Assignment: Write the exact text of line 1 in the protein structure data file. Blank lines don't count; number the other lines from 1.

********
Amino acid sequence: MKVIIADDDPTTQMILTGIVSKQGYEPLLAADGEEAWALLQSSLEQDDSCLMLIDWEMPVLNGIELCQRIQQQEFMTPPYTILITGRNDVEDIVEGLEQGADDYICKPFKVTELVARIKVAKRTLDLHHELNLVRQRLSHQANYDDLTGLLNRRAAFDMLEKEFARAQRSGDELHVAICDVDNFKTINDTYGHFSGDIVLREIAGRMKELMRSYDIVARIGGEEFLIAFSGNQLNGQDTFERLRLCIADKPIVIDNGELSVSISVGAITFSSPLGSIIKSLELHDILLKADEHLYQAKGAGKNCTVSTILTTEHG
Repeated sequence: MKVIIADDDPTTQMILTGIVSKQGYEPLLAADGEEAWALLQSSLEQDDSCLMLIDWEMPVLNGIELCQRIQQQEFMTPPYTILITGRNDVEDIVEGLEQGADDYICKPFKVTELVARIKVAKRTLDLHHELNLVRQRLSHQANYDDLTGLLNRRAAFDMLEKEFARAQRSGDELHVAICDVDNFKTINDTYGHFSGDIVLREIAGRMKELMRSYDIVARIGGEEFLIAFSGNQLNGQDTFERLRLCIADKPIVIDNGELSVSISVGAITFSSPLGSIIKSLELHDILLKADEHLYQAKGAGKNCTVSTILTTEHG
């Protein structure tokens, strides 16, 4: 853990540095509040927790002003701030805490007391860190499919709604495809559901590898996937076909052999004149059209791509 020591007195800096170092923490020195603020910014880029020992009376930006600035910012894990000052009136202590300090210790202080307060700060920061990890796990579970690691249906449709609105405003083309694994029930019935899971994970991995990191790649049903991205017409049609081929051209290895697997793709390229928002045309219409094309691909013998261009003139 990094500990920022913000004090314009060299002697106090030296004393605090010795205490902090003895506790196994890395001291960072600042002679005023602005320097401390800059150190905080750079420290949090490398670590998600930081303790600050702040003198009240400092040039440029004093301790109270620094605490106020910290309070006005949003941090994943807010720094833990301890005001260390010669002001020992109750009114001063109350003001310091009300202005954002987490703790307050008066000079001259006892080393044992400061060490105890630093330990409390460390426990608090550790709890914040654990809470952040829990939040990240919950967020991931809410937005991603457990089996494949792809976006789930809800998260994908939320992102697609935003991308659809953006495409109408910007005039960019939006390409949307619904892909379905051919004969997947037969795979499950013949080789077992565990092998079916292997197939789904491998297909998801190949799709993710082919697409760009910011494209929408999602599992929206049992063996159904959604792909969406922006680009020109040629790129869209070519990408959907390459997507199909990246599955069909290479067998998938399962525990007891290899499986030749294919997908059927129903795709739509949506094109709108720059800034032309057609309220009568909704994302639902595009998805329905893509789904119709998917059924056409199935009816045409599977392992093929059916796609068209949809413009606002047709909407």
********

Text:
Amino acid sequence: MKVIIADDDPTTQMILTGIVSKQGYEPLLAADGEEAWALLQSSLEQDDSCLMLIDWEMPVLNGIELCQRIQQQEFMTPPYTILITGRNDVEDIVEGLEQGADDYICKPFKVTELVARIKVAKRTLDLHHELNLVRQRLSHQANYDDLTGLLNRRAAFDMLEKEFARAQRSGDELHVAICDVDNFKTINDTYGHFSGDIVLREIAGRMKELMRSYDIVARIGGEEFLIAFSGNQLNGQDTFERLRLCIADKPIVIDNGELSVSISVGAITFSSPLGSIIKSLELHDILLKADEHLYQAKGAGKNCTVSTILTTEHG